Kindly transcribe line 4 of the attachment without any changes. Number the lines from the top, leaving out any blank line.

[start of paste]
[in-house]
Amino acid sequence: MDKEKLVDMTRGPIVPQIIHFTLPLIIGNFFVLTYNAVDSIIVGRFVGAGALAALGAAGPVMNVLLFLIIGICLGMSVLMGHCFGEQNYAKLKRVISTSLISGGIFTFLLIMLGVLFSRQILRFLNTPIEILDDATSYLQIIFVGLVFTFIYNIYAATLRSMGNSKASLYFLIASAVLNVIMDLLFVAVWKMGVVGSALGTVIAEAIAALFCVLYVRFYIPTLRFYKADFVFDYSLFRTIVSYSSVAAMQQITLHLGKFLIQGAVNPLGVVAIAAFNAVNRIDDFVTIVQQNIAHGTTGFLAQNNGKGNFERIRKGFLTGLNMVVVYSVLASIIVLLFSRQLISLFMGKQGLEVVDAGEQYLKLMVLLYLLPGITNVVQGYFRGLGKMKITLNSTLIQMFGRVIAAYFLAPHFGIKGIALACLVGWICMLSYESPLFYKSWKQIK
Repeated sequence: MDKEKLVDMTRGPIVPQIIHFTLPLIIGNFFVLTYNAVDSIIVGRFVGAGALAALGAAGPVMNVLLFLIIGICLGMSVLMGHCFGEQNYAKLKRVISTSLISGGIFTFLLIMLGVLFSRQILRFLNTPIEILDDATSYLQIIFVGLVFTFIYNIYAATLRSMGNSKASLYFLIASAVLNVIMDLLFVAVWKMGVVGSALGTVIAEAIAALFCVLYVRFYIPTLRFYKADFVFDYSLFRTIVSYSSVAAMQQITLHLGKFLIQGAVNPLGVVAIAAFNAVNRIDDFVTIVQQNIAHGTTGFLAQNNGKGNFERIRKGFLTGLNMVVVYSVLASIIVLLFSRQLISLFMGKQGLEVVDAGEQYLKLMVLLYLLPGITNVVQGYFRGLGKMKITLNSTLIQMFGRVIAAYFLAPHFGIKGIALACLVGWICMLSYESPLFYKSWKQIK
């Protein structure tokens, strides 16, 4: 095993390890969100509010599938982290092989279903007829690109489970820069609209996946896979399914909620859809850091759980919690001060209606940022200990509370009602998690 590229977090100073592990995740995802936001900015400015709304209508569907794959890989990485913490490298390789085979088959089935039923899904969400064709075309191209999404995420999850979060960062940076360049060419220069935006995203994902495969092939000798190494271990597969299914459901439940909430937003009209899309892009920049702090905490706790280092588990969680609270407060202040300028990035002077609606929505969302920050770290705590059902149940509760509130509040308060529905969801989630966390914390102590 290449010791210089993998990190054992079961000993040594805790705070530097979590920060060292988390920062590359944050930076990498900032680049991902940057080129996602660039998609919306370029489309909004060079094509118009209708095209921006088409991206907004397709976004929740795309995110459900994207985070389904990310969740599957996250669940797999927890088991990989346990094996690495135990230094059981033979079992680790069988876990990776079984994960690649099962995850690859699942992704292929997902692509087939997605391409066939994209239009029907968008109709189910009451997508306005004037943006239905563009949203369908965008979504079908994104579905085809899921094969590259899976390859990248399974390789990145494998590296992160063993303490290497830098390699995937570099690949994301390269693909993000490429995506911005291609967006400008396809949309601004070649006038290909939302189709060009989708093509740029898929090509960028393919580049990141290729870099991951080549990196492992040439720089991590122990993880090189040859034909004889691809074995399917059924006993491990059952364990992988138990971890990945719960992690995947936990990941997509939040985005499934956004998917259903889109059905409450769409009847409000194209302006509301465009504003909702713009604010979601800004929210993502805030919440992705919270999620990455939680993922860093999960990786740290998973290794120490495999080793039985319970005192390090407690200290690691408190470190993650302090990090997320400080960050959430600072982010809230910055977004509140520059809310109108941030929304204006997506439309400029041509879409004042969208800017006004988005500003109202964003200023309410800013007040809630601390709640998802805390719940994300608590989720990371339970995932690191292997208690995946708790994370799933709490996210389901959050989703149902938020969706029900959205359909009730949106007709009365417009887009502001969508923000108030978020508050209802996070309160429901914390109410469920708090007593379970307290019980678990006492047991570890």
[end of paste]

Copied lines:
């Protein structure tokens, strides 16, 4: 095993390890969100509010599938982290092989279903007829690109489970820069609209996946896979399914909620859809850091759980919690001060209606940022200990509370009602998690 590229977090100073592990995740995802936001900015400015709304209508569907794959890989990485913490490298390789085979088959089935039923899904969400064709075309191209999404995420999850979060960062940076360049060419220069935006995203994902495969092939000798190494271990597969299914459901439940909430937003009209899309892009920049702090905490706790280092588990969680609270407060202040300028990035002077609606929505969302920050770290705590059902149940509760509130509040308060529905969801989630966390914390102590 290449010791210089993998990190054992079961000993040594805790705070530097979590920060060292988390920062590359944050930076990498900032680049991902940057080129996602660039998609919306370029489309909004060079094509118009209708095209921006088409991206907004397709976004929740795309995110459900994207985070389904990310969740599957996250669940797999927890088991990989346990094996690495135990230094059981033979079992680790069988876990990776079984994960690649099962995850690859699942992704292929997902692509087939997605391409066939994209239009029907968008109709189910009451997508306005004037943006239905563009949203369908965008979504079908994104579905085809899921094969590259899976390859990248399974390789990145494998590296992160063993303490290497830098390699995937570099690949994301390269693909993000490429995506911005291609967006400008396809949309601004070649006038290909939302189709060009989708093509740029898929090509960028393919580049990141290729870099991951080549990196492992040439720089991590122990993880090189040859034909004889691809074995399917059924006993491990059952364990992988138990971890990945719960992690995947936990990941997509939040985005499934956004998917259903889109059905409450769409009847409000194209302006509301465009504003909702713009604010979601800004929210993502805030919440992705919270999620990455939680993922860093999960990786740290998973290794120490495999080793039985319970005192390090407690200290690691408190470190993650302090990090997320400080960050959430600072982010809230910055977004509140520059809310109108941030929304204006997506439309400029041509879409004042969208800017006004988005500003109202964003200023309410800013007040809630601390709640998802805390719940994300608590989720990371339970995932690191292997208690995946708790994370799933709490996210389901959050989703149902938020969706029900959205359909009730949106007709009365417009887009502001969508923000108030978020508050209802996070309160429901914390109410469920708090007593379970307290019980678990006492047991570890």